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Substance matters: a reply to Jardine (2016)

  • Joe Pater (a1)

Jardine (2016) claims that tonal phonology is more formally complex than the phonology of other segmental features, in that only tonal phonology goes beyond the class of weakly deterministic maps. He then goes on to argue that this formal distinction is superior to any available treatment in Optimality Theory. This reply points out that Jardine's formal distinction conflates attested and unattested tonal patterns, which can be distinguished in Optimality Theory, given a substantively defined constraint set.

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Thank you to the participants in UMass Ling 751 Spring 2016, in which this material was developed: Ivy Hauser, Coral Hughto, Leland Kusmer, Brandon Prickett and Amanda Rysling. Thanks also to Andrew Lamont for extensive discussion of related issues, and to Adam Jardine for his comments on the paper. This research was supported by NSF grant BCS-424077 to the University of Massachusetts Amherst.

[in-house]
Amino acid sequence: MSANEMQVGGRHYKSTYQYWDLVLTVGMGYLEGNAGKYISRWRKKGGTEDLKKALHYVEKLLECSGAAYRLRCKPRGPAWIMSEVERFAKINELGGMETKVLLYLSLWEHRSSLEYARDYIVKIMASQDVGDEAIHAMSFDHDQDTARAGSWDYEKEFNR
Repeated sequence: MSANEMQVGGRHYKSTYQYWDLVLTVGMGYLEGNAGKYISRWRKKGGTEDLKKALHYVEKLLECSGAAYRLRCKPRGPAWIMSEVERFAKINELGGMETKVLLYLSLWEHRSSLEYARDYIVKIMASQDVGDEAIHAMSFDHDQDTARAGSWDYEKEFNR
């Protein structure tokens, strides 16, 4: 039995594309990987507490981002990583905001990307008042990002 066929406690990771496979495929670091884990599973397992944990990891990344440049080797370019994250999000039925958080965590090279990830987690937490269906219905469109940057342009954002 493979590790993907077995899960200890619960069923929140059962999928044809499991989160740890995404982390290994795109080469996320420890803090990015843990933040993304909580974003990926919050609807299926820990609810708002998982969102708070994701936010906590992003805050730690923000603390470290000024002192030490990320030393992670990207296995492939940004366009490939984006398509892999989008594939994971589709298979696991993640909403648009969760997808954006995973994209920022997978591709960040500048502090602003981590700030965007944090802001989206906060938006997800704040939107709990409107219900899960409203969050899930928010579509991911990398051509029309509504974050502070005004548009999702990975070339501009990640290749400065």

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  • ISSN: 0952-6757
  • EISSN: 1469-8188
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